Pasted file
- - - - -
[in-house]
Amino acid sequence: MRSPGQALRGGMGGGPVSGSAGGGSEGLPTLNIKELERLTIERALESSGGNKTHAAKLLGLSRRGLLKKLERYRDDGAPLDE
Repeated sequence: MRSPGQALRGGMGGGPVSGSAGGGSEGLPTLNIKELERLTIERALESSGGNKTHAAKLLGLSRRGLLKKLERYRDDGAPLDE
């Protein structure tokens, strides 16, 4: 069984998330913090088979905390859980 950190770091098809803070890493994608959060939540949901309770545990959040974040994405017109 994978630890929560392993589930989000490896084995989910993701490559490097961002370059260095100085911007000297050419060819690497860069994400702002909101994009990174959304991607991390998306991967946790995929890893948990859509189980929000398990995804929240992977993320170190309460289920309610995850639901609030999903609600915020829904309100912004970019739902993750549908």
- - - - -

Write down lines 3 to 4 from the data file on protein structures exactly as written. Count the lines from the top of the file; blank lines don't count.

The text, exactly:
Repeated sequence: MRSPGQALRGGMGGGPVSGSAGGGSEGLPTLNIKELERLTIERALESSGGNKTHAAKLLGLSRRGLLKKLERYRDDGAPLDE
């Protein structure tokens, strides 16, 4: 069984998330913090088979905390859980 950190770091098809803070890493994608959060939540949901309770545990959040974040994405017109 994978630890929560392993589930989000490896084995989910993701490559490097961002370059260095100085911007000297050419060819690497860069994400702002909101994009990174959304991607991390998306991967946790995929890893948990859509189980929000398990995804929240992977993320170190309460289920309610995850639901609030999903609600915020829904309100912004970019739902993750549908």